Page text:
By Terry Jacoby, FUEL Soccer Contributor
Brandon Merklin anchored a UMass defense that held opponents under a goal per contest this past season was named to the United Soccer Coaches All-Midwest Region Third-Team as a junior. The Minutemen went 15-4-3 and was the first UMass team since 1991 to win the Atlantic 10 regular season outright and the tournament title. They won the A-10 Tournament title with a 3-1 win over VCU in the finals at Dayton, Ohio.
Merklin earned A-10 All-Tournament Team honors and scored a goal in the season opener against Saint Francis before adding assists in league games against La Salle and Fordham. Merklin will be a senior this year and has already been named one of the team’s captains for the 2018 season.
Merklin, a native of Massapequa, N.Y., spent his club days close to home, playing with the Massapequa Celtics.
“We were pretty good,” he said. “We played in tournaments in Arizona, Florida and Virginia. We made it to the semifinals of State Cup a few times but never won a State Cup. But club soccer definitely helped for college soccer because of the speed of play and the physicality.”
Eating healthy for college students, even Division 1 soccer players, can be challenging. Merklin, who admits he’s not really an expert when it comes to nutrition, says for him it comes down to understanding your own body and what it can and can’t handle.
“To be honest, I just eat what I want,” he said. “I do try and eat a lot of vegetables. But people’s bodies are different so what works for me doesn’t always work for the next guy. I guess I’m lucky in that I don’t have to watch what I eat as much as other guys. We have some players on our team who really have to watch what they eat in order to stay fit and be in top condition.”
Merklin says while he doesn’t necessarily count calories, he certainly doesn’t go crazy with a diet of unhealthy foods. It all comes down to moderation and balance.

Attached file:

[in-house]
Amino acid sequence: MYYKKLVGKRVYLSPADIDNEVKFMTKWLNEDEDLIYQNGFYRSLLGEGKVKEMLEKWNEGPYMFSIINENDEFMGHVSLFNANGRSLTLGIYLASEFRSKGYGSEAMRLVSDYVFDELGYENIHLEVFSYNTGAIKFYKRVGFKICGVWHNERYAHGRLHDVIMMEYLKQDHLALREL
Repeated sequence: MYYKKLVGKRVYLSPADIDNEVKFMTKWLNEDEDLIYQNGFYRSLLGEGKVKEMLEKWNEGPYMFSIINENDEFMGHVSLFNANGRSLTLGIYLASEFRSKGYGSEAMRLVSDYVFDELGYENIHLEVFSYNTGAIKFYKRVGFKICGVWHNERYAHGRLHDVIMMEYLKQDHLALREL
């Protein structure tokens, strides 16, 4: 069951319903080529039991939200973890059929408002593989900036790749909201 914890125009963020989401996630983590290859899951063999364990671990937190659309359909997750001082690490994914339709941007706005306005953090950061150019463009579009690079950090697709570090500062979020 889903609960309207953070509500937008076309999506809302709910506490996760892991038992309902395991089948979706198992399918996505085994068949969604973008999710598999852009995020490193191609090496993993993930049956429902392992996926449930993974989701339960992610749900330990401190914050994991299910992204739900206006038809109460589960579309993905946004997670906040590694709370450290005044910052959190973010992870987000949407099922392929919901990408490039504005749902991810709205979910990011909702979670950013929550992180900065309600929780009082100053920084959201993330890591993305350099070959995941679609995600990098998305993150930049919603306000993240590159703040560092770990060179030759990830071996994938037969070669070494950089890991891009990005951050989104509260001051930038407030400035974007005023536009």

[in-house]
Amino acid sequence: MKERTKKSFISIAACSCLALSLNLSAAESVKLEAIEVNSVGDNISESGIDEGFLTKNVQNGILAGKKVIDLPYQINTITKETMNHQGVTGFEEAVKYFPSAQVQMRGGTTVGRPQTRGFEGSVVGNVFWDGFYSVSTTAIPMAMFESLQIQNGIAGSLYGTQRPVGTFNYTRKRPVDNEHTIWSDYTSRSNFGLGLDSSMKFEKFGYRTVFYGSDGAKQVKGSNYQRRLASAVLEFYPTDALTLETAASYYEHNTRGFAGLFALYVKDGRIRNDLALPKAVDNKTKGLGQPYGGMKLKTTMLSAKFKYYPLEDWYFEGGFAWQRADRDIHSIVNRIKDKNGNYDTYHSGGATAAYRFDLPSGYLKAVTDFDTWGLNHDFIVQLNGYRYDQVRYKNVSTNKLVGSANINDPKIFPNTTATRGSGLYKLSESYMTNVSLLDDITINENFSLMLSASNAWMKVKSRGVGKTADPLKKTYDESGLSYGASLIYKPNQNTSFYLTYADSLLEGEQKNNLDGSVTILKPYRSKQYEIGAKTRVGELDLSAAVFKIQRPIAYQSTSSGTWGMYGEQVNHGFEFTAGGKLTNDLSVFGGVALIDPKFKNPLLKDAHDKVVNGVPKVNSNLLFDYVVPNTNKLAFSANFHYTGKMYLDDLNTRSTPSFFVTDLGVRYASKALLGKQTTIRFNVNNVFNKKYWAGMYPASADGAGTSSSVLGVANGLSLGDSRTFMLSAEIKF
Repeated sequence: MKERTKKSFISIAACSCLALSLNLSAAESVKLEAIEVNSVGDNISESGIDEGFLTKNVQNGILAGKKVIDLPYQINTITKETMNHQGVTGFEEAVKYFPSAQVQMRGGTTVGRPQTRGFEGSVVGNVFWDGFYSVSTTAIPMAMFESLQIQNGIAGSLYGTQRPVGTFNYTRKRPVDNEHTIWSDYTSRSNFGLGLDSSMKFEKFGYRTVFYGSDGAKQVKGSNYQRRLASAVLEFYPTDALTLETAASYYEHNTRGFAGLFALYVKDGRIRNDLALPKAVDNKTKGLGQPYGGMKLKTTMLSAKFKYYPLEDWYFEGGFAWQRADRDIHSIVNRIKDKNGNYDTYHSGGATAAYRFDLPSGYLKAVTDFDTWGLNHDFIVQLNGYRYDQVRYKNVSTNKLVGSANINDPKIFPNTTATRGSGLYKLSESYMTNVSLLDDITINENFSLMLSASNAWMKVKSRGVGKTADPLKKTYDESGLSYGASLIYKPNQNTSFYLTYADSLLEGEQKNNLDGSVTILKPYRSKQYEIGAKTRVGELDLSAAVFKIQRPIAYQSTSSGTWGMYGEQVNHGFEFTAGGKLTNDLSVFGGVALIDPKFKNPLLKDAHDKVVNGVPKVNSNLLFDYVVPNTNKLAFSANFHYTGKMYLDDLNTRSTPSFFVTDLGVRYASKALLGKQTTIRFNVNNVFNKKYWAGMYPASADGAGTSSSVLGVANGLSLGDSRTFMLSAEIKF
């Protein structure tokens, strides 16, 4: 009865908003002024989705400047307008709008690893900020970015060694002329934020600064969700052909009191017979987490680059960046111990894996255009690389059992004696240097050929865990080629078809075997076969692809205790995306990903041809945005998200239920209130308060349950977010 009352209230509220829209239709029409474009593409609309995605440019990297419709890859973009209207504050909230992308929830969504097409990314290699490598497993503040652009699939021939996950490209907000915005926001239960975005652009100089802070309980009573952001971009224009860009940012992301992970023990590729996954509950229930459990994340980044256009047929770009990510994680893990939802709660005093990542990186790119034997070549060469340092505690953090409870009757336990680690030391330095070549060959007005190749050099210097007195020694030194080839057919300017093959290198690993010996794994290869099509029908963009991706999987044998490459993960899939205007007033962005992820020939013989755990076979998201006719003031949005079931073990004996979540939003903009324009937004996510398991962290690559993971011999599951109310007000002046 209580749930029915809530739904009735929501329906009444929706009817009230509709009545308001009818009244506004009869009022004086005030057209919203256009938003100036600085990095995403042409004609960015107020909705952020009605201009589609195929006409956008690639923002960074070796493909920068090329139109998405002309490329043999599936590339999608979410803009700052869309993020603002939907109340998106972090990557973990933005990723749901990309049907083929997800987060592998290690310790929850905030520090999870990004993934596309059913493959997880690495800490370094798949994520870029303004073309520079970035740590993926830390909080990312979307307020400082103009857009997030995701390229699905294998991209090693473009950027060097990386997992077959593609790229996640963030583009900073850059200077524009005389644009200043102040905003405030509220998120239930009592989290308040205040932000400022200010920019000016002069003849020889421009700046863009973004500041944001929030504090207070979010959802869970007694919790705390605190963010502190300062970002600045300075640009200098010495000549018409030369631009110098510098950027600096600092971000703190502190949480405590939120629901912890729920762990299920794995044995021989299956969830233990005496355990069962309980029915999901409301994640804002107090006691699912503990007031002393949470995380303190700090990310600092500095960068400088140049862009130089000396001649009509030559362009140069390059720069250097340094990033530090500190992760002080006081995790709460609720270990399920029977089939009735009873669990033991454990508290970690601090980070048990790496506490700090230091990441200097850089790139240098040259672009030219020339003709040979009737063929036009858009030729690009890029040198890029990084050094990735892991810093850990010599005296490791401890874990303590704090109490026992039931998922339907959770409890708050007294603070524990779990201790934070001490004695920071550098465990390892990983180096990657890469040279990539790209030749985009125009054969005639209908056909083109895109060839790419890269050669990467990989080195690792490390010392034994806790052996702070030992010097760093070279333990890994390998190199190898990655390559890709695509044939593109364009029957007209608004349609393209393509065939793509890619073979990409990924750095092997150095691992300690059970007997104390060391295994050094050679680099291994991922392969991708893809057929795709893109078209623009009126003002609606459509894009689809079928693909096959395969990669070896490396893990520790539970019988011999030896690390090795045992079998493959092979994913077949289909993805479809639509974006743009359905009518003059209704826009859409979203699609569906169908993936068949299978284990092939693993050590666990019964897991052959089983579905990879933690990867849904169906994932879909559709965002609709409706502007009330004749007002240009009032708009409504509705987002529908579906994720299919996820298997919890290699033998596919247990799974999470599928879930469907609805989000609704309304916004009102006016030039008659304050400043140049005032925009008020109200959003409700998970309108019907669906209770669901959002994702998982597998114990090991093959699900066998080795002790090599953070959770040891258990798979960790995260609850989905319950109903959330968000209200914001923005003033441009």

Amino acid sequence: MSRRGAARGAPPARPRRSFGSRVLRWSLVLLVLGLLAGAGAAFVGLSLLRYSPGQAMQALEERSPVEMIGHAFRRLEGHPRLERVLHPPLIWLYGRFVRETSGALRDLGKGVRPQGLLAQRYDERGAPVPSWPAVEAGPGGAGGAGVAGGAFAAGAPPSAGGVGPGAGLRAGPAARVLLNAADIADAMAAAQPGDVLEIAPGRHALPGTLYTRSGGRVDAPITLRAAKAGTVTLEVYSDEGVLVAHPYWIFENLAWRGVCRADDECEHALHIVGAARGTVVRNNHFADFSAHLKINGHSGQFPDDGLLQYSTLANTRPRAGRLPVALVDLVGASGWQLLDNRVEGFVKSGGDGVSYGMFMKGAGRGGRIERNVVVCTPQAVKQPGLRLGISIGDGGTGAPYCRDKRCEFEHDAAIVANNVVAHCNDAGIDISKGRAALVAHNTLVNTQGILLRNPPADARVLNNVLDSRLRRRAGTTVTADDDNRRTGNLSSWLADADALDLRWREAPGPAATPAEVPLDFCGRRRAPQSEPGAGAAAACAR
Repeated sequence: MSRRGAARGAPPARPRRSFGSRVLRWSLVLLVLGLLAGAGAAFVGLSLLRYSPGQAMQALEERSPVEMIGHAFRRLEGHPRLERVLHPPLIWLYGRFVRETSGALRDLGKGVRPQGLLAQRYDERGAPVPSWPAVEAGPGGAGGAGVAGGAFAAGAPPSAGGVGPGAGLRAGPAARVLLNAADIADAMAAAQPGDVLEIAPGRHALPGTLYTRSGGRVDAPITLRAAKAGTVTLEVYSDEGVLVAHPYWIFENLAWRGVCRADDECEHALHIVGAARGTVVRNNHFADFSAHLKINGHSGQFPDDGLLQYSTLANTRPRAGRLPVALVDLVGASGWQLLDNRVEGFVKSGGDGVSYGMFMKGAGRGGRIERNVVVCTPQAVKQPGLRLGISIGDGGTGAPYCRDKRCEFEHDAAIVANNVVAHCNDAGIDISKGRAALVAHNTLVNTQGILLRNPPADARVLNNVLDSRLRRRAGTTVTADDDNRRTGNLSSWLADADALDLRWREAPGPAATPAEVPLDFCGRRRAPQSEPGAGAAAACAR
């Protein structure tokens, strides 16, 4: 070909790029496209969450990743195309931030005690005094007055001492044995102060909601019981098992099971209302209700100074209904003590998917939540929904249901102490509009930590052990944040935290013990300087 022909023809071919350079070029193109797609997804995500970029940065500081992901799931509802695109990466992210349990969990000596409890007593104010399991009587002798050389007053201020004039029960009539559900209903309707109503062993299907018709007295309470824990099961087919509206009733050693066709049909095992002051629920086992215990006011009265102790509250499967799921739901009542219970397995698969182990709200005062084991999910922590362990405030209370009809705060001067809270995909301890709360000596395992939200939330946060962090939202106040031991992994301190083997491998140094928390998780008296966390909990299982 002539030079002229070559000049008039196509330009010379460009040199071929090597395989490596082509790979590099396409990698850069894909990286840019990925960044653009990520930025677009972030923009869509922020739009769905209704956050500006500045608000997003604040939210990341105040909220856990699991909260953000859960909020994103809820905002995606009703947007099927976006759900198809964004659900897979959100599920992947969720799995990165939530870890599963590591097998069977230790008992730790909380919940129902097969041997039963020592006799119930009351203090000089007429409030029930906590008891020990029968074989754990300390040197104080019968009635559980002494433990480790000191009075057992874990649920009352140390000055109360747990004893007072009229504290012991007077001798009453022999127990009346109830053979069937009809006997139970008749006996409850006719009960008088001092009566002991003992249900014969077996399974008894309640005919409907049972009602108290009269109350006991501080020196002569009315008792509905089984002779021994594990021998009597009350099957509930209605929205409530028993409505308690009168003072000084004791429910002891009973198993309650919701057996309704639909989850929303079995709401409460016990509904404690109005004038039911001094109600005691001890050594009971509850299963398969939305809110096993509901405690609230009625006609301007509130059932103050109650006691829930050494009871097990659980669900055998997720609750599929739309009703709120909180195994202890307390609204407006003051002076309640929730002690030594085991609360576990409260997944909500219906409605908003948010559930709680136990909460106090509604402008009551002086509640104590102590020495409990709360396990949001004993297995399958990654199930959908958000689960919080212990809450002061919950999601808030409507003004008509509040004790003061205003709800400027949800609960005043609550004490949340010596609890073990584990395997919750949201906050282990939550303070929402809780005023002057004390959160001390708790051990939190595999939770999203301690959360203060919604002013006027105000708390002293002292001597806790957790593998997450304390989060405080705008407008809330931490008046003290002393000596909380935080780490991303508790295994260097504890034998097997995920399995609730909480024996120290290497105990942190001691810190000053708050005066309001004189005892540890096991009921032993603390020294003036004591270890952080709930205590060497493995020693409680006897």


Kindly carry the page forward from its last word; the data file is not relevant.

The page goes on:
“In college soccer you travel everywhere and all the time,” he says. “It’s important to eat right, especially on the road.”
3 Nutrition Tips
- Control the portions. Eating smart and healthy on game day is an important part of preparing yourself to play. “I like to eat chicken and pasta for the carbs which provides fuel for the game,” Merklin says. “I will eat a medium-size meal about three to four hours before game time. I try not to eat too much. Just enough to help give me energy on the field.”
- Drink water. Merklin’s go-to beverage is a bottled water. He doesn’t often mess around with anything else when it comes to drinks. “It’s important to hydrate especially before training or games,” he said. “I will have a Powerade too but that’s about it.” Athletes who exercise and sweat for more than 60 minutes can benefit from the sports drinks’ carbohydrates, electrolytes and vitamins, which help aid in hydration and energy.
- Train hard. One of the reasons Merklin can go easy on the diet is because he goes hard in training. He easily burns off any calories he takes in both during the season in the off-season. “I like to run, lift weights and play a lot during the off-season,” he says. “We have a three-mile fitness test (in 18 minutes) here so I run a lot in the off-season. I run about two miles every day with a rest day every once in a while.”